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Making your own yogurt is so ridiculously simple and tastes absolutely divine. You may never go back to store-bought again.
Note: Cook time is only about 30 minutes, but after that, the yogurt has to incubate for anywhere from 7 to 12 hours, depending on how firm you like your yogurt.
1. In a saucepan over medium heat, bring the milk and heavy cream to around 180 degrees, or almost to a boil. You may stir occasionally, but stir gently. I’ve noticed that the more I stir, the tarter the resulting yogurt.
(Is ‘tarter’ a word? All of a sudden, it sounds strange to me.)
2. Once the milk/cream mixture reaches the desired temperature, take the pan off the heat and let it cool to 110 degrees. You can speed this up by putting the pan in a bowl of cold or ice water.
3. In a small bowl, transfer a few tablespoons of the cooled milk. Gently stir in the plain yogurt starter (you can use yogurt from your most recent batch, or just any plain, unflavored yogurt from the store).
4. Pour yogurt mixture back into the saucepan, and stir once or twice to evenly distribute the yogurt.
5. Strain the mixture and pour into individual containers, or a few larger ones.
6. Now the yogurt needs to incubate at about 90-110 degrees to get the culture going. This can take anywhere from 6 to 12 hours. You can use a yogurt maker, or:
a. Use a cooler, wrapping the yogurt container(s) in towels. In the cooler, leave one or two large bottles filled with hot water to keep the interior of the cooler warm.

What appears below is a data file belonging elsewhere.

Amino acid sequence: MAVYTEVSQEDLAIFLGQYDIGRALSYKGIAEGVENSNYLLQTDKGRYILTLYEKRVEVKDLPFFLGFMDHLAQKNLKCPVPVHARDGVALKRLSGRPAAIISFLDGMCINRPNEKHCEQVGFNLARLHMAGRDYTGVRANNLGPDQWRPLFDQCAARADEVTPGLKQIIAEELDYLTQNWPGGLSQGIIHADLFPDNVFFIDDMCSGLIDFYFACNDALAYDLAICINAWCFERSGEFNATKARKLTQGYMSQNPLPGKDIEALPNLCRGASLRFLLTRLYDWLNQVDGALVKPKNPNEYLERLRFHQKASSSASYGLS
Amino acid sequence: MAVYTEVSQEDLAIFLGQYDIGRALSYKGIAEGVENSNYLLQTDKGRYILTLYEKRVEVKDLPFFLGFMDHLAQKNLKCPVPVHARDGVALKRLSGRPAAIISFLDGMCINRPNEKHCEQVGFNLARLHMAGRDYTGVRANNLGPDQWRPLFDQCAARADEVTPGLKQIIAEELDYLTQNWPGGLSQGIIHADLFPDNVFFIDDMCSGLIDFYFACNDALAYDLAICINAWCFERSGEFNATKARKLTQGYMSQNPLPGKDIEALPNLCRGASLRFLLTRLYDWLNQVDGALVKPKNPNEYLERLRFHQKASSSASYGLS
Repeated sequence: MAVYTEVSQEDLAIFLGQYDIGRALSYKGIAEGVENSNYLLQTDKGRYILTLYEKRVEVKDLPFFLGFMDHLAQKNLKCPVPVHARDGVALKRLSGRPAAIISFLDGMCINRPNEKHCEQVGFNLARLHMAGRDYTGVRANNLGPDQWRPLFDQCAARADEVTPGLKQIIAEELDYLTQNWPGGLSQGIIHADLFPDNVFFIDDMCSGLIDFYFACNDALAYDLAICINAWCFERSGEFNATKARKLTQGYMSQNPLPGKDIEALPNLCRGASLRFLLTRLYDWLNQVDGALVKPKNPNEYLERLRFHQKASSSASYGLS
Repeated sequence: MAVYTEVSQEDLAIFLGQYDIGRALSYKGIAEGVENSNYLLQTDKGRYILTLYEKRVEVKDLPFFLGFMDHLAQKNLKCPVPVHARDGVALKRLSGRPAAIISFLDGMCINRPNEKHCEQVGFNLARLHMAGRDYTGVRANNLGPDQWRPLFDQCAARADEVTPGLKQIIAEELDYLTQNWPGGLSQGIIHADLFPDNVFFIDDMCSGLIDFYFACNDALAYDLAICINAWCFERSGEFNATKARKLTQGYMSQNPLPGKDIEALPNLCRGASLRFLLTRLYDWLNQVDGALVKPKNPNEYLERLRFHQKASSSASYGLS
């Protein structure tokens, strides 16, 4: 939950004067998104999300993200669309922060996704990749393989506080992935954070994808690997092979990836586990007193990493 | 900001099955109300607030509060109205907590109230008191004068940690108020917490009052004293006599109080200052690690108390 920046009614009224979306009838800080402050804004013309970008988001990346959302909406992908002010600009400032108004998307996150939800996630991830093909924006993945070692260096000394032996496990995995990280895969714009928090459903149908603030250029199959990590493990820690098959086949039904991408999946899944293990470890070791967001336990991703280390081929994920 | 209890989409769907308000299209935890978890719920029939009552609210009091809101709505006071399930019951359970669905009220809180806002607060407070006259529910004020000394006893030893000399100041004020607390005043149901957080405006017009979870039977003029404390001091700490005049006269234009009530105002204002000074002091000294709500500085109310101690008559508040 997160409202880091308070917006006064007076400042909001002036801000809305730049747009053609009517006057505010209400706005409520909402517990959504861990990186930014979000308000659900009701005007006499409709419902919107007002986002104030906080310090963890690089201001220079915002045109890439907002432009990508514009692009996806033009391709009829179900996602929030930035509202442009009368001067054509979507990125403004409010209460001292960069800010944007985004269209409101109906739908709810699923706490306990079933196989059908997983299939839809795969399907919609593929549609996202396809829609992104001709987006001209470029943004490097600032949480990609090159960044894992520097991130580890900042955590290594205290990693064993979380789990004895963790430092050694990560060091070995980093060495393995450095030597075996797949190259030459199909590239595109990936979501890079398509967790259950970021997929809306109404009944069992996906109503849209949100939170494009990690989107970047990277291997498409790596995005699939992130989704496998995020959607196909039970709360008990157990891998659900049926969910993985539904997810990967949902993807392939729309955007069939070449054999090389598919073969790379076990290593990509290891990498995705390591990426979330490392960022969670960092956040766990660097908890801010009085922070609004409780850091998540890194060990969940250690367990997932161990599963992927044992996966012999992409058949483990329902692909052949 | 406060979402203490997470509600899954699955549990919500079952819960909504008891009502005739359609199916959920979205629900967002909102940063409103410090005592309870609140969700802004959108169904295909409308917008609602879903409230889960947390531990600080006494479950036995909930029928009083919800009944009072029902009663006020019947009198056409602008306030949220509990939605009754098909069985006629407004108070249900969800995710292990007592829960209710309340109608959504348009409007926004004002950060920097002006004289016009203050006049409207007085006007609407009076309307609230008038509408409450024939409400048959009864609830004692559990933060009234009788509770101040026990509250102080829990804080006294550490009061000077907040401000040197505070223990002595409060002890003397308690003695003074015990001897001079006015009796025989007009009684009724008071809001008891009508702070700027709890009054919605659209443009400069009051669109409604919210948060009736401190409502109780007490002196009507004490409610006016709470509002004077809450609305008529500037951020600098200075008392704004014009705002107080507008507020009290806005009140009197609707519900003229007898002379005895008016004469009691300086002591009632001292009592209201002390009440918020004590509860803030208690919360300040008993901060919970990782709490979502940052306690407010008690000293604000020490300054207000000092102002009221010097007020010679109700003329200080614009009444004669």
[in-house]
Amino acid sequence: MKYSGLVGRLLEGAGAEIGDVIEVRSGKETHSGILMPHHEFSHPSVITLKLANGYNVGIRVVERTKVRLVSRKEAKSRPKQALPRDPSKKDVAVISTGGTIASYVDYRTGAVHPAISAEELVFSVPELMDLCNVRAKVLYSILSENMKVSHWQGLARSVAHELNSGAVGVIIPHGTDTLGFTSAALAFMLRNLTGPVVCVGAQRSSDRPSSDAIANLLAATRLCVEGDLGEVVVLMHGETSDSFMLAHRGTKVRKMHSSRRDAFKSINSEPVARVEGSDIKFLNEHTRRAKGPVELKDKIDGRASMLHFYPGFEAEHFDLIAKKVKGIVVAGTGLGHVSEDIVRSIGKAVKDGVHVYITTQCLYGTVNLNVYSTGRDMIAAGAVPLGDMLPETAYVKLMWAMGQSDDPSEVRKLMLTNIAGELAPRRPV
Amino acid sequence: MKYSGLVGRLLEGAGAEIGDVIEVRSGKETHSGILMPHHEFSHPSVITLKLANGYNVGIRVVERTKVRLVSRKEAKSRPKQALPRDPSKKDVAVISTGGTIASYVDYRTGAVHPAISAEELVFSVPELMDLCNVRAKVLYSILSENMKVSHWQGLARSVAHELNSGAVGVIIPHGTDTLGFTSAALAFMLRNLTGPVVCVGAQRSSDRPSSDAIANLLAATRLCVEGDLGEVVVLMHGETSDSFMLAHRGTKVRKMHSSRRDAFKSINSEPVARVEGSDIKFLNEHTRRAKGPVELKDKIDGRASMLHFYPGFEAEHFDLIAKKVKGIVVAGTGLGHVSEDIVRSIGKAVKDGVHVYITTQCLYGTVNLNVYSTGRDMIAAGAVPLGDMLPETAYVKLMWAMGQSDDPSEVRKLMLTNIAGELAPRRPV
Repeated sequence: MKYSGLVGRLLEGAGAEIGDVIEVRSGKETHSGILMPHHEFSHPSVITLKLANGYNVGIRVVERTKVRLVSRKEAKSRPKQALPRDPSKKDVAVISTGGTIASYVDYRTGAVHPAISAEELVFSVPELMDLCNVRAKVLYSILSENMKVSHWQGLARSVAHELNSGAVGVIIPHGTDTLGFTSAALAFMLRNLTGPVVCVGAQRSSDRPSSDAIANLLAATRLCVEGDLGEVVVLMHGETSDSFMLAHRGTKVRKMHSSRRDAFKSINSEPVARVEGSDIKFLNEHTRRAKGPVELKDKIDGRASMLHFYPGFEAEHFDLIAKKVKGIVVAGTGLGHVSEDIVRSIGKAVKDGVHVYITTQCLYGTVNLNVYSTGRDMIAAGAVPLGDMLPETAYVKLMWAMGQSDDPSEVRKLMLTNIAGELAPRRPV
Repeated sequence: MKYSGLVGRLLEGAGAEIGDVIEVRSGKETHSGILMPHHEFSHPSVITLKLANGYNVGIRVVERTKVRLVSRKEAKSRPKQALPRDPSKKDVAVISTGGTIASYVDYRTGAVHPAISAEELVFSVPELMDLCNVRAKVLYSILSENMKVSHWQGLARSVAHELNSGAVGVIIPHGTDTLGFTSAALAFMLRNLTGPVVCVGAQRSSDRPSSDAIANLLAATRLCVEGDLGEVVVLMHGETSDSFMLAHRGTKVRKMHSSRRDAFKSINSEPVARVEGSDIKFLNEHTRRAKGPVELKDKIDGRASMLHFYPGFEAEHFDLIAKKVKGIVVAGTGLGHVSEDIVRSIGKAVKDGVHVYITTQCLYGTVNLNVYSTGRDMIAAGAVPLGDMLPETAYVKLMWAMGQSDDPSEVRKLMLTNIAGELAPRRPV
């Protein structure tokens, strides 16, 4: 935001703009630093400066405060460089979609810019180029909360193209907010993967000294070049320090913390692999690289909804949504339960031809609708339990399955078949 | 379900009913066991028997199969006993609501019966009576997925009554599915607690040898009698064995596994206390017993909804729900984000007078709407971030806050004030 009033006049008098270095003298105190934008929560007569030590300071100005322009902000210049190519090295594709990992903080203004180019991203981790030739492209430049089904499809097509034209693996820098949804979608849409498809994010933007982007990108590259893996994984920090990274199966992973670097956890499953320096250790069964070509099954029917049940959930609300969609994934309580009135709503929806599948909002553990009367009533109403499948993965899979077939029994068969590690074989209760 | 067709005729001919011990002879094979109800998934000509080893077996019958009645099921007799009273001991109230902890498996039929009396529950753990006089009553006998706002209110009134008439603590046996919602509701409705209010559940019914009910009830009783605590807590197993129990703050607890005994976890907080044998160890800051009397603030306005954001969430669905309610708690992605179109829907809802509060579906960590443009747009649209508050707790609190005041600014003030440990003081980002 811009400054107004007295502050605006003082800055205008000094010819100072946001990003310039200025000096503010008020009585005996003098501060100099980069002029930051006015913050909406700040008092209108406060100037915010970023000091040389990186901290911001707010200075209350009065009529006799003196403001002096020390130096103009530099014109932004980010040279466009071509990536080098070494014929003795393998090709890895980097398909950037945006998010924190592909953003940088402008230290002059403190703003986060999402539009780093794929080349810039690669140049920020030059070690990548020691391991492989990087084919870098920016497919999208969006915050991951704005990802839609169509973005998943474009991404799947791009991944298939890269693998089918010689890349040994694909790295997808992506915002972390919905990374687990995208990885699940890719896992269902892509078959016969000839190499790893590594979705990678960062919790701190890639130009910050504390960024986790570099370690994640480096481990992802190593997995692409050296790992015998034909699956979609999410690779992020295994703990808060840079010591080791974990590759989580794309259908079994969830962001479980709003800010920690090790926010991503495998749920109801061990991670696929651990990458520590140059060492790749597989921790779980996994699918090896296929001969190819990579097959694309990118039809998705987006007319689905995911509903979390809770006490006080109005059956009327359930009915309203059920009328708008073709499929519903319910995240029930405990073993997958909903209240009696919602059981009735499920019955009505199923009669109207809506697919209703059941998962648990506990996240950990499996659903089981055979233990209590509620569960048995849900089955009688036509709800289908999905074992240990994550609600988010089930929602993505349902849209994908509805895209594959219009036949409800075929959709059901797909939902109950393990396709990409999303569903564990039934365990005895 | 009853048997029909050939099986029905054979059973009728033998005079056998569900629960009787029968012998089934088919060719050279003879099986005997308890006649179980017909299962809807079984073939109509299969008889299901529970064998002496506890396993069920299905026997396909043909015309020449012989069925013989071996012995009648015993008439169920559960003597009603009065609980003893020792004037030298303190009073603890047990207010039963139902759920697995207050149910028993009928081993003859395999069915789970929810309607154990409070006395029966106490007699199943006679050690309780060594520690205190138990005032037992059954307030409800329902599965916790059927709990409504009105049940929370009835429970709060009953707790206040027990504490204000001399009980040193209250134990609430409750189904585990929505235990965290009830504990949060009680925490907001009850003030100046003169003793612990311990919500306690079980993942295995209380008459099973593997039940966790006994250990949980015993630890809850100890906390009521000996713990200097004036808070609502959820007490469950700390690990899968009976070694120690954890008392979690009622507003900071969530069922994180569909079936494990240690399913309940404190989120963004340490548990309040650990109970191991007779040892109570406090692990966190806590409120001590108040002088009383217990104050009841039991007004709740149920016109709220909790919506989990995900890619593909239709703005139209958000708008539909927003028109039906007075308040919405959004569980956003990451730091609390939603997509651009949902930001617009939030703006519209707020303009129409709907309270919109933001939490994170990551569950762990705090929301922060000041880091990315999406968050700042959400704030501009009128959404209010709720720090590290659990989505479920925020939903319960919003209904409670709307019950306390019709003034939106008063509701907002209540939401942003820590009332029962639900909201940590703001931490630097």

b. If it’s warm enough outside, you can simply leave the yogurt sitting out.
c. If you have a gas oven, you can leave the yogurt inside your oven with the pilot light on.
7. Once the yogurt is done (if it looks firm enough for you, it’s done – but don’t be jiggling it unnecessarily, else the yogurt will remain loose), move it to the refrigerator and allow it to set for a few more hours.
I make this all the time. I like to use whole milk for my yogurt, but you can use low-fat if you prefer. If, like me, you like your yogurt thick, you can add 3 to 5 tablespoons of powdered milk to the milk while it is heating up. Don’t try to make a thicker yogurt by adding more yogurt starter. The yogurt needs room to grow.
Another variation I love is to replace some of the milk with coconut milk (anywhere from 1 to 2 cups, but you can do more if you’d like). Makes for an extra-decadent yogurt.
When traveling with 6 children on the road, my kids like to munch along the way. Chips are their favorite so I decided to bring a healthier alternative “chip” on the trip. Even the kids who don’t like kale love these kale chips.
I named it this because the nutritional yeast makes it cheesy tasting. It really does taste like cheese but this is a healthier alternative (try nutritional yeast on popcorn!).
Nancy is the Coupon Clipping Cook, which means she not only has an astounding number of recipes to share with us (her TK recipe box is busting at the seams!) but she's also got loads of money-saving tips in her blog (she worked at a grocery store for a number of years, so she knows her stuff). She has some pretty amazing creations, like Roasted Garlic Potato Soup and Nutty Coconut Chicken. Go check them out!
Heather is a Texas native and the blogger behind Heather's Dish. She's mom to Weston, wife to Nate, and they live in Little Rock, Arkansas with their two "stubborn and saucy" dogs Bunker and Keira. In her blog, she shares her photographs, random musings (serious and silly alike), and all kinds of scrumptious recipes---and not just evil variations of her favorite mac and cheese. Her enviable TK recipe box is a testament to that. Go see for yourself!